The weather still detemined how much warfare took place in January 1862. The American Civil War was determined by a series of skirmishes in the winter months coupled with a great deal of political work. In January 1862 Lincoln issued two orders both of which required McClellan to go on the offensive as opposed to remaining, in Lincoln’c mind, on the defensive.
January 1st: The Cabinet urged greater success in Missouri, which seemed to be a state out of control. Martial law was introduced to St. Louis but General Halleck was urged to do more by politicians in Washington DC.
January 4th: Jackson’s reputation for keeping his men on the move was cemented when Union forces could barely find his 10,000 men who were on the march.
January 6th: The Senate urged Lincoln to replace McClellan because of his seeming lack of activity. However, Lincoln supported McClellan.
January 7th: Three Union gunboats made a sortie along the Mississippi to within three miles of the important Confederate stronghold at Columbus. Their information was fed back to General U Grant.
January 9th: General Grant started his campaign against Columbus.
January 11th: Secretary of War Simon Cameron resigned over accusations of corruption and basic incompetence. 100 Union ships transported 15,000 troops to Port Royal, North Carolina, to support the men who are already there.
January 13th: Edwin Stanton became Secretary of War.
January 14th: Lincoln called for a more robust campaign in Missouri. McClelland urged caution.
January 19th: A battle at Mill Spring (sometimes called the Battle of Somerset) led to as many as 195 Confederate troops being killed with 200 taken prisoner. However, the Union’s leader in the attack, General Zollicoffer, was killed.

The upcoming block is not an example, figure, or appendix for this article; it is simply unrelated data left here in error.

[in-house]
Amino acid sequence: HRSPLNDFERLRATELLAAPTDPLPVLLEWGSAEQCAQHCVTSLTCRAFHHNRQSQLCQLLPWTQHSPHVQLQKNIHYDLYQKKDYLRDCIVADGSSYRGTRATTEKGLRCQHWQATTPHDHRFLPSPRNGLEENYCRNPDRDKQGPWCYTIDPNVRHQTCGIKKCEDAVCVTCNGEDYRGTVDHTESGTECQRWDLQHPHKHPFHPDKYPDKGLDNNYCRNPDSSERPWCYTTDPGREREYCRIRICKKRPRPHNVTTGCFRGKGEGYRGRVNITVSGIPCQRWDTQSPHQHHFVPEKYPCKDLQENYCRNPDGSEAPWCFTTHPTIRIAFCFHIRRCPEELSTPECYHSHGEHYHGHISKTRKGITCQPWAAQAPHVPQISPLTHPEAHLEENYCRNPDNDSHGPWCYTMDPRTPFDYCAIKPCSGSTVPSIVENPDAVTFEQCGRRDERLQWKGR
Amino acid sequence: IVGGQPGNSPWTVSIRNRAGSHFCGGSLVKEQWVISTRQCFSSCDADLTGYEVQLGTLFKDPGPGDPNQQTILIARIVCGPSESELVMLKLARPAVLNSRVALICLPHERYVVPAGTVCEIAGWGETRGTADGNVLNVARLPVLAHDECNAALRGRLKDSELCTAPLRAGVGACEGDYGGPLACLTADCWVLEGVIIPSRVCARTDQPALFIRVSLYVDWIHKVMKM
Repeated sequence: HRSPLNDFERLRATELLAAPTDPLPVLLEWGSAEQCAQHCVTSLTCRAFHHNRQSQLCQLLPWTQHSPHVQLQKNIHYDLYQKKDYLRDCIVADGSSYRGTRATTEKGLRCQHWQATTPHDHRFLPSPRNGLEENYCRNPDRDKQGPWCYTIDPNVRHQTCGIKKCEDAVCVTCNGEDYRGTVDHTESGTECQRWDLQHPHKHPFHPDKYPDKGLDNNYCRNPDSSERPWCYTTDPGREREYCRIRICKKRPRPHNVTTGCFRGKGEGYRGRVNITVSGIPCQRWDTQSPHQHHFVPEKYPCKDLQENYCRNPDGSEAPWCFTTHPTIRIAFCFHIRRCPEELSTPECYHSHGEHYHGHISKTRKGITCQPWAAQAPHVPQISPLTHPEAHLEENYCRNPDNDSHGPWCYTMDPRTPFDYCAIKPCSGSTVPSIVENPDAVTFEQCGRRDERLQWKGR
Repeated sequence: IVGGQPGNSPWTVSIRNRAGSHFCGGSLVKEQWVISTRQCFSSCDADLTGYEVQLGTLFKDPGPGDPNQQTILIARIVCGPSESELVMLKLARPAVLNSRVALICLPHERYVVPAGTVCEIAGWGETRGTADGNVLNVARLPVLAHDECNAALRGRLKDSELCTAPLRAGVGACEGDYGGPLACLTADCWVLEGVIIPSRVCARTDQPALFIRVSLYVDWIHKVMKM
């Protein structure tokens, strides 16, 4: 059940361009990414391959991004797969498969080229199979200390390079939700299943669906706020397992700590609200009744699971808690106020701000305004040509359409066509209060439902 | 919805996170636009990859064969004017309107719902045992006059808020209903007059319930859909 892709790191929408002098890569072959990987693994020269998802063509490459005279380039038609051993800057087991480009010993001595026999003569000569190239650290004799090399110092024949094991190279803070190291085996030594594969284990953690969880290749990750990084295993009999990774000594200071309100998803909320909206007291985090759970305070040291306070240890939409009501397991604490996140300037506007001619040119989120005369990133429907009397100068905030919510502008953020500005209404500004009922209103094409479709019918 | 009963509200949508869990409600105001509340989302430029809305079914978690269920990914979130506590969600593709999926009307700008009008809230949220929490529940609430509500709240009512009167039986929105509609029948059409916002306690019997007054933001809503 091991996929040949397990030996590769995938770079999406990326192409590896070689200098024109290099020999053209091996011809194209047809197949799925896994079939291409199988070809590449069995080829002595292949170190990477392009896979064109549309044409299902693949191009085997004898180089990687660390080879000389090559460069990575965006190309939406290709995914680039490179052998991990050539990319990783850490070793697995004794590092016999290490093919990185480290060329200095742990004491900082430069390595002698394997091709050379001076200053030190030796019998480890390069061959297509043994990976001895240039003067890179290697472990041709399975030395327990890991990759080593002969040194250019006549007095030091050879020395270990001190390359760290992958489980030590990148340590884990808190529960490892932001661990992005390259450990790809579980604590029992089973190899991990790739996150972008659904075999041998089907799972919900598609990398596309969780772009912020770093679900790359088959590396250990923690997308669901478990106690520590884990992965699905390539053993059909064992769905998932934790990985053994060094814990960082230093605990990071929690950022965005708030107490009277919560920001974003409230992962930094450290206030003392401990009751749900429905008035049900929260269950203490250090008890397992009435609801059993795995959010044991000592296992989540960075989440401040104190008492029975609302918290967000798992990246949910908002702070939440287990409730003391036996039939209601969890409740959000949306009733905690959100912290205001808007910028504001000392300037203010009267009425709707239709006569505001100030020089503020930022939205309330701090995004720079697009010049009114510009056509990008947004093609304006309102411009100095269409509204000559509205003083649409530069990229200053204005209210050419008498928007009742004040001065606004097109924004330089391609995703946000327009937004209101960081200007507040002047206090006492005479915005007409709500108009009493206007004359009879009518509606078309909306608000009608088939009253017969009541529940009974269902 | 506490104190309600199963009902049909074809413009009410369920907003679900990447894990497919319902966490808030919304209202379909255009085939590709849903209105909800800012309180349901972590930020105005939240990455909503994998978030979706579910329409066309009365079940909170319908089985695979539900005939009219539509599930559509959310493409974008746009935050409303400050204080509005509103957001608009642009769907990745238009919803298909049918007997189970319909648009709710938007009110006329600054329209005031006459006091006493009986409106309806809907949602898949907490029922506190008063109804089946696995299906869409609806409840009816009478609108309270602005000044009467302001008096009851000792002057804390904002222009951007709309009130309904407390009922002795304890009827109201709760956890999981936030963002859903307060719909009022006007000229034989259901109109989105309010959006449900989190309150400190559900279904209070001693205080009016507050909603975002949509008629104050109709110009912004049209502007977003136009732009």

January 25th: By this day, what was left of the Confederate force at Mill Spring had been forced 100 miles to the southwest to Gainsboro, which resulted in the Confederate line having a large gap punched through it.
January 27th: Lincoln issued General War Order Number One. This urged the Union army into action and set February 22nd as the date he expected a major surge in action.
January 30th: The ‘USS Monitor’ was launched – a revolutionary new vessel designed by John Ericsson. The ‘Monitor’ marked a new stage in the development of ironclads. Mason and Slidell finally arrived in Great Britain.
January 31st: Lincoln issued his Special War Order Number One. This ordered the army that had been protecting Washington DC to launch an attack on Manassas Junction – as long as the safety of the capital had been ensured – by February 22nd. Great Britain announced that it would remain neutral in the war.
- The relationship between Lincoln and his military commanders was tested again in January 1864 when the president commuted a death sentence passed on a Union…